NEWS
January 5, 2003
NOW IT STARTS to get real. All across America, thousands of families are going to be saying their good-byes in the weeks and months to come. At least 30,000 and maybe as many as 200,000 members of the Reserves and National Guard are being called up in anticipation of a war against Iraq. They'll be leaving their jobs and businesses, their spouses and parents and children, their homes and neighborhoods, to do what's expected of them. These thousands of men and women are answering the call to duty just as millions have in the generations that have come before.
NEWS
By JAMES McCARTNEY | January 22, 1991
Former President Jimmy Carter made a startling and troubling observation a few days before President Bush launched the war on Iraq.Although the United States professes to be a nation of peace, he asserted, it has acquired the reputation in many places around the world ''of being the world's warmonger, with the possible exception of Saddam Hussein.''Are we, indeed, a warlike people?Many church leaders are becoming fearful that this is exactly what is happening. It was Mr. Carter, however, a deeply religious man, who made the case most pointedly.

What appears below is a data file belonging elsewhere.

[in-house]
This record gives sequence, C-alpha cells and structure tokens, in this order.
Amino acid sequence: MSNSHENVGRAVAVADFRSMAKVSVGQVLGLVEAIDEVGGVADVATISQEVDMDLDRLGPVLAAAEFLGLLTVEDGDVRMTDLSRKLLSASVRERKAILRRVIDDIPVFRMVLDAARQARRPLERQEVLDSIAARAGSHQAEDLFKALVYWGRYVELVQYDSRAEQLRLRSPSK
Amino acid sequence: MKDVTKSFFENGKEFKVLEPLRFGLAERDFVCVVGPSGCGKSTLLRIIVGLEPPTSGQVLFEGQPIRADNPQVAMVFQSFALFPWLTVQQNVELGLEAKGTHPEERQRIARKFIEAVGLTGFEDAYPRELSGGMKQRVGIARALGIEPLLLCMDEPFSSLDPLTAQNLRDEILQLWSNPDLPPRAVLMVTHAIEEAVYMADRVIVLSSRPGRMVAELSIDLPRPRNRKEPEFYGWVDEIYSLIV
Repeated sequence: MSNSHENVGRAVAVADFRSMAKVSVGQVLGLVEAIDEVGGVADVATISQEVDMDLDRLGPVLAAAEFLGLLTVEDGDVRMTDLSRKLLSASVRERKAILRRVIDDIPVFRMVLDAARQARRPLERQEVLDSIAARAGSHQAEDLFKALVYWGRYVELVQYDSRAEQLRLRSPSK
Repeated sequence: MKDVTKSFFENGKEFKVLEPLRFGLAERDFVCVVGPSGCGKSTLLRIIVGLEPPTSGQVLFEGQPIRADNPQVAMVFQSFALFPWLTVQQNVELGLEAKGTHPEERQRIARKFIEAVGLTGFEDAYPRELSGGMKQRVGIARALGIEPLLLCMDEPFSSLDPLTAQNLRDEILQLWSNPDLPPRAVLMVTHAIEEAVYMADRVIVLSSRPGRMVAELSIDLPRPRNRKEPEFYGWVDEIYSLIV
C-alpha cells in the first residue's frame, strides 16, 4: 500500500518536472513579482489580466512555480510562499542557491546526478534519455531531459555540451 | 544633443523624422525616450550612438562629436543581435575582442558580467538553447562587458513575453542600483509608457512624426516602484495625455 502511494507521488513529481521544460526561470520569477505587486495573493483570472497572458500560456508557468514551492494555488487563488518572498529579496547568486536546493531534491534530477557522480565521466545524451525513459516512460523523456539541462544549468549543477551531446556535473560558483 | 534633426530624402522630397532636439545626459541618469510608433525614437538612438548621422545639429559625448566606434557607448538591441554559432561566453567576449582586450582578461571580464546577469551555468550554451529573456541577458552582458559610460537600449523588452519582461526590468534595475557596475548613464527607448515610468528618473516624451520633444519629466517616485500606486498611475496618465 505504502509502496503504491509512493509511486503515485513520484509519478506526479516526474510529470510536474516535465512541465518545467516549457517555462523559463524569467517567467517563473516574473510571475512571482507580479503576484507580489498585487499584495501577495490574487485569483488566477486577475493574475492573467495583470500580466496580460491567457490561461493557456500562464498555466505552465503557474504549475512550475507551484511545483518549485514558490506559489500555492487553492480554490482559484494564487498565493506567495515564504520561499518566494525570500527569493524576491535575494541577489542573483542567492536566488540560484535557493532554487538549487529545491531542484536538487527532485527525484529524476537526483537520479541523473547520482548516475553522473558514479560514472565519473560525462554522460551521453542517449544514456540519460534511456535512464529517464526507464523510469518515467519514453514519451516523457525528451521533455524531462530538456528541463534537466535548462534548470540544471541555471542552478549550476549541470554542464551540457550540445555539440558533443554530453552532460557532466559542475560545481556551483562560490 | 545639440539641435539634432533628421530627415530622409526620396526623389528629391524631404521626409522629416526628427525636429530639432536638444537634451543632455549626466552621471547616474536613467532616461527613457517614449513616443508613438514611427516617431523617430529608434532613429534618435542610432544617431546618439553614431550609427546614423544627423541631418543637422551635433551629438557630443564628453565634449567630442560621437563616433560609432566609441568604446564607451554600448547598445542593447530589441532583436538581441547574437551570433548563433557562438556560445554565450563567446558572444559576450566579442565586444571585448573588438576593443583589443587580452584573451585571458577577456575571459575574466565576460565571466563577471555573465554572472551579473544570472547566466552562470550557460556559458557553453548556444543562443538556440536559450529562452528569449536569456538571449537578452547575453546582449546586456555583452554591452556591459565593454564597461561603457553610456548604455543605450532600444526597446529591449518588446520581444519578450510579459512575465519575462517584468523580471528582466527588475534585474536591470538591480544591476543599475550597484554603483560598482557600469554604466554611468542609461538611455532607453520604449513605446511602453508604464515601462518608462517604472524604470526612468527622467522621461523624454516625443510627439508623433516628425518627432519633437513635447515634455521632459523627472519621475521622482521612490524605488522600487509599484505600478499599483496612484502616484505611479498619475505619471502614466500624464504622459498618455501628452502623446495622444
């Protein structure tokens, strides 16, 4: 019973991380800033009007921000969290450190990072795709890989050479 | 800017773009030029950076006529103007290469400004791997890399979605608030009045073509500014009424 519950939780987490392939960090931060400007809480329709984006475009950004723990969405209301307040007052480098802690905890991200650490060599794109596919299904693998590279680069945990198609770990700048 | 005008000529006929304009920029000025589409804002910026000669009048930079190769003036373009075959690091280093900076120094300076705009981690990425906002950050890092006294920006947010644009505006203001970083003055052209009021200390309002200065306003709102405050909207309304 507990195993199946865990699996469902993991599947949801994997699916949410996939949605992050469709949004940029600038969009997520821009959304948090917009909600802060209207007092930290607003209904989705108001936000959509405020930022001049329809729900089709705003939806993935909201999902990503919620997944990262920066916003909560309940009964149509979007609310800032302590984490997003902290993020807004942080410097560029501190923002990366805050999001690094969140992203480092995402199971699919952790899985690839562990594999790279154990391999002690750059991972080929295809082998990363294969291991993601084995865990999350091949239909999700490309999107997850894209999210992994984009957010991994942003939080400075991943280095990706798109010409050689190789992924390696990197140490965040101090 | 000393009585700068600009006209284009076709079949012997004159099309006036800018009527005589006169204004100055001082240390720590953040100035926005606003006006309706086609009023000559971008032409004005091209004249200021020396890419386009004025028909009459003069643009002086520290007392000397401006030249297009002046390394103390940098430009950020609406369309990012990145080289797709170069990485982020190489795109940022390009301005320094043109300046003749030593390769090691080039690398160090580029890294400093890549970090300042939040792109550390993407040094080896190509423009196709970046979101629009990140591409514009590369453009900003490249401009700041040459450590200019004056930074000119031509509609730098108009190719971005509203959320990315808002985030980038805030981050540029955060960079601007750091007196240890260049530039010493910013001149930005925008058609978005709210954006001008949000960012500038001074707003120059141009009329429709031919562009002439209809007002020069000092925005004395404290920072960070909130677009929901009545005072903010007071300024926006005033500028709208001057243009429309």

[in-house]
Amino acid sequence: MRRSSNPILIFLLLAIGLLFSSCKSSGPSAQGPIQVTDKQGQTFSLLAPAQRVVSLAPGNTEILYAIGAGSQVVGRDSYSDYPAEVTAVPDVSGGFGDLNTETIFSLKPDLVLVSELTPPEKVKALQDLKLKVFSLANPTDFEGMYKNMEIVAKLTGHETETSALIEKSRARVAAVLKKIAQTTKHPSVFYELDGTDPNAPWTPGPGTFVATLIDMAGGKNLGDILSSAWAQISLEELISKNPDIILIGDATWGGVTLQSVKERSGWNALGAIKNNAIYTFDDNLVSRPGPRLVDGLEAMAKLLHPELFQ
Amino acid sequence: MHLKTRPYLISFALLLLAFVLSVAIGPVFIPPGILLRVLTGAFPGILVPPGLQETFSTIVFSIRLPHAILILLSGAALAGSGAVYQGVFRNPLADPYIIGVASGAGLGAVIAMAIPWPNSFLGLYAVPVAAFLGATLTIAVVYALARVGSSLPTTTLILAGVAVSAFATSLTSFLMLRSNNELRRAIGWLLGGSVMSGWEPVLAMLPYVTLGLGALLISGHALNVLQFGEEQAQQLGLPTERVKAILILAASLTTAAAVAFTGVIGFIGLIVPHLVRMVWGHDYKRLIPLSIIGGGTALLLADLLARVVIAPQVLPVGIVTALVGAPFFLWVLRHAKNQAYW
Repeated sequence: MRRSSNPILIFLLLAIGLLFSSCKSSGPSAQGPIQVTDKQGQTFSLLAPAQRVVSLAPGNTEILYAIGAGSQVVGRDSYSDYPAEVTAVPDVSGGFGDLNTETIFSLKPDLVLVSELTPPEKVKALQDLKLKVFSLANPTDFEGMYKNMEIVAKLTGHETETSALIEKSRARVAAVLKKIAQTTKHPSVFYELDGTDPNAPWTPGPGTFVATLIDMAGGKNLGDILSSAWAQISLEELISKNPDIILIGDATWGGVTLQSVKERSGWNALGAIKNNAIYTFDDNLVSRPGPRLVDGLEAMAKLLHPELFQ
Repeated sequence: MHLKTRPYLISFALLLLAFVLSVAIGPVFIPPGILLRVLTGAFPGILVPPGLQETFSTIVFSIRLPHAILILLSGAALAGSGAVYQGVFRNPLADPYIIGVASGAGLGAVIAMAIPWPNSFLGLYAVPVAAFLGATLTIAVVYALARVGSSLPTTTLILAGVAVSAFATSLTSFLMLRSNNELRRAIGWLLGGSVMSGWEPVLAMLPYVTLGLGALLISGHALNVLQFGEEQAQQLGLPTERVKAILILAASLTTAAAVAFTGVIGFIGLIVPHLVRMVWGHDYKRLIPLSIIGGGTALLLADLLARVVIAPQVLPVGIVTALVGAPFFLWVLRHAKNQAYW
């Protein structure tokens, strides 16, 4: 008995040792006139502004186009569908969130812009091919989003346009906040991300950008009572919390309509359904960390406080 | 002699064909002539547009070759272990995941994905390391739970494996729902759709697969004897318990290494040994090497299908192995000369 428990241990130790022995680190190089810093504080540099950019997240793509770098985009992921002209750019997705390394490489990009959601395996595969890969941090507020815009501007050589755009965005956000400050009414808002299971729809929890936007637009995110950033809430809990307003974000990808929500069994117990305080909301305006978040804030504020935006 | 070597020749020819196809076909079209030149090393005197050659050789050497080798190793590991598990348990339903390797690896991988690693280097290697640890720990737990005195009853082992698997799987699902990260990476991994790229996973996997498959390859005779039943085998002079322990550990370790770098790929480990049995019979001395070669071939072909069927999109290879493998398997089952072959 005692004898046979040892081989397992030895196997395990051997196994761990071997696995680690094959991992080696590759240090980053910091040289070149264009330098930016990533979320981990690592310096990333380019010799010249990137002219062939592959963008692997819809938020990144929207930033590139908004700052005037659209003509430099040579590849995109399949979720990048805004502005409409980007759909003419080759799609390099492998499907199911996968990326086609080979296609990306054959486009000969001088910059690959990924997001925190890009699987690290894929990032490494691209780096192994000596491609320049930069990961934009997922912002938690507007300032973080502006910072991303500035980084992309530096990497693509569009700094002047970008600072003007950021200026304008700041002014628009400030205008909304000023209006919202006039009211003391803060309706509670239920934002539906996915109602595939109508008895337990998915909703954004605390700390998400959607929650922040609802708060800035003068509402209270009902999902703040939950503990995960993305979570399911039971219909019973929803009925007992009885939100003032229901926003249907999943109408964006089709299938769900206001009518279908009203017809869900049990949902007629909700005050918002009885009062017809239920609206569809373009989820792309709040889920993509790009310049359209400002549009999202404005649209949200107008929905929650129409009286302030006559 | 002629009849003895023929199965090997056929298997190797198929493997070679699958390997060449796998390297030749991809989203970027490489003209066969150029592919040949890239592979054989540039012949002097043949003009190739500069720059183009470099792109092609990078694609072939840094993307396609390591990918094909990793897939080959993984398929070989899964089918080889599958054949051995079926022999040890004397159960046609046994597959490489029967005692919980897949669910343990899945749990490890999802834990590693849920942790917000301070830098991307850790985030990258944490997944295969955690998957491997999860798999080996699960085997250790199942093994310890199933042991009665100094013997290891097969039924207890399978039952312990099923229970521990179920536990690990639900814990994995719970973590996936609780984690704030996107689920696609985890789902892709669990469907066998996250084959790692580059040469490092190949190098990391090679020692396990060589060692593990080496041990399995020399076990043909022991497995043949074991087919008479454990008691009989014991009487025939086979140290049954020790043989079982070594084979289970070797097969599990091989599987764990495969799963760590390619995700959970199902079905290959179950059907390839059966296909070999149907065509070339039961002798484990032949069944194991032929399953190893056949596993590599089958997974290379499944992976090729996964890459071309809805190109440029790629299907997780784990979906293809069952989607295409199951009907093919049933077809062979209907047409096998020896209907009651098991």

NEWS
By Ellen Goodman | March 20, 2003
BOSTON - This is how I spent the week before the war: Driving across the Florida landscape, locked in the alternate universe of talk radio. I tuned in as an act of professional penance, and I'm sorry now that I didn't take my hands off the wheel to make notes. But I took away lasting memories of propaganda, a souvenir list of fact-free opinions delivered by a cast of angry baritones. Somewhere between Orlando and Tampa, a host spent the morning touting the discovery of an Iraqi drone as the smoking gun in the case against Iraq.
NEWS
By Robert Kuttner | January 18, 1991
BUSH ADMINISTRATION economists are astonishingly sanguine about the economic costs of a Persian Gulf war. They have convinced themselves and the president that a war, to be won in a few brisk weeks, will be tonic for the economy. After the rousing victory, oil prices will tumble, consumer confidence will return, short-circuiting the recession.The actual costs, of course, will depend on the contours of the actual war. But whatever happens, the costs will not be trivial, nor will they all be immediately obvious.
NEWS
By Myron Beckenstein | October 25, 1993
MUDDY BOOTS AND RED SOCKS. By Malcolm W. Browne. Random House. 366 pages. $23.THERE are two types of journalistic memoirs.One recounts news events the reporter has covered, all-but-forgotten wars and dreams as well as ones better remembered. For instance, the accounts of the '20s and '30s by Leland Stowe, Hallett Abend, Vincent Sheean and others add color and insight that you can't find anywhere else.The other kind of memoir is autobiographical, written by a reporter who thinks his life and thoughts should be of interest to humankind, or at least to that portion of humankind that still reads books.
NEWS
By Ellen Goodman | March 20, 2003